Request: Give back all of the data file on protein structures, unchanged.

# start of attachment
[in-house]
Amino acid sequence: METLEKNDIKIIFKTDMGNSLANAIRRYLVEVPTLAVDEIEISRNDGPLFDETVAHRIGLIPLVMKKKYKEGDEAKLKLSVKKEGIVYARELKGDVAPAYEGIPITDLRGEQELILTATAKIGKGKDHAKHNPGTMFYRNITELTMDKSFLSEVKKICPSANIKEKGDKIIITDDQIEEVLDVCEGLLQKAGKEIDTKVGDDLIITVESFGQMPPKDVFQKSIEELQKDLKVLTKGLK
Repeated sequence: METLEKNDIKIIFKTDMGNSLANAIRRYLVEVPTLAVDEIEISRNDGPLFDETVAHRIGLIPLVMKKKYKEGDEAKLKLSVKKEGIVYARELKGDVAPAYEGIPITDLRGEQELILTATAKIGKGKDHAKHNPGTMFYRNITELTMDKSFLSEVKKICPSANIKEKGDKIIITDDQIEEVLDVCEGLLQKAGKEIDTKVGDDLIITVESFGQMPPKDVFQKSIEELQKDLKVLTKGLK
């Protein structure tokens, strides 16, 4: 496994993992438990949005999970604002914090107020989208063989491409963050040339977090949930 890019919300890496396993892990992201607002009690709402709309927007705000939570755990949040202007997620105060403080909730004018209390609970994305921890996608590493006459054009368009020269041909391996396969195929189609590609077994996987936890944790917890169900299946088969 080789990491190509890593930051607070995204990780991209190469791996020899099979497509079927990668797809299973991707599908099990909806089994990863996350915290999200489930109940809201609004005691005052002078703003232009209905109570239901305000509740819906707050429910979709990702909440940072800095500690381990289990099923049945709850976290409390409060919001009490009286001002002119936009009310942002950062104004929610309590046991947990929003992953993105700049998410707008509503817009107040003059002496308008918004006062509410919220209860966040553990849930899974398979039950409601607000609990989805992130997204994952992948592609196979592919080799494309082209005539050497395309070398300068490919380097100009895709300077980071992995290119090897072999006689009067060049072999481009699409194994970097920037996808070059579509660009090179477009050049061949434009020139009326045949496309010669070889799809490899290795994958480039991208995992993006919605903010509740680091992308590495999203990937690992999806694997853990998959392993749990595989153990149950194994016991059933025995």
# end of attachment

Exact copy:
[in-house]
Amino acid sequence: METLEKNDIKIIFKTDMGNSLANAIRRYLVEVPTLAVDEIEISRNDGPLFDETVAHRIGLIPLVMKKKYKEGDEAKLKLSVKKEGIVYARELKGDVAPAYEGIPITDLRGEQELILTATAKIGKGKDHAKHNPGTMFYRNITELTMDKSFLSEVKKICPSANIKEKGDKIIITDDQIEEVLDVCEGLLQKAGKEIDTKVGDDLIITVESFGQMPPKDVFQKSIEELQKDLKVLTKGLK
Repeated sequence: METLEKNDIKIIFKTDMGNSLANAIRRYLVEVPTLAVDEIEISRNDGPLFDETVAHRIGLIPLVMKKKYKEGDEAKLKLSVKKEGIVYARELKGDVAPAYEGIPITDLRGEQELILTATAKIGKGKDHAKHNPGTMFYRNITELTMDKSFLSEVKKICPSANIKEKGDKIIITDDQIEEVLDVCEGLLQKAGKEIDTKVGDDLIITVESFGQMPPKDVFQKSIEELQKDLKVLTKGLK
């Protein structure tokens, strides 16, 4: 496994993992438990949005999970604002914090107020989208063989491409963050040339977090949930 890019919300890496396993892990992201607002009690709402709309927007705000939570755990949040202007997620105060403080909730004018209390609970994305921890996608590493006459054009368009020269041909391996396969195929189609590609077994996987936890944790917890169900299946088969 080789990491190509890593930051607070995204990780991209190469791996020899099979497509079927990668797809299973991707599908099990909806089994990863996350915290999200489930109940809201609004005691005052002078703003232009209905109570239901305000509740819906707050429910979709990702909440940072800095500690381990289990099923049945709850976290409390409060919001009490009286001002002119936009009310942002950062104004929610309590046991947990929003992953993105700049998410707008509503817009107040003059002496308008918004006062509410919220209860966040553990849930899974398979039950409601607000609990989805992130997204994952992948592609196979592919080799494309082209005539050497395309070398300068490919380097100009895709300077980071992995290119090897072999006689009067060049072999481009699409194994970097920037996808070059579509660009090179477009050049061949434009020139009326045949496309010669070889799809490899290795994958480039991208995992993006919605903010509740680091992308590495999203990937690992999806694997853990998959392993749990595989153990149950194994016991059933025995």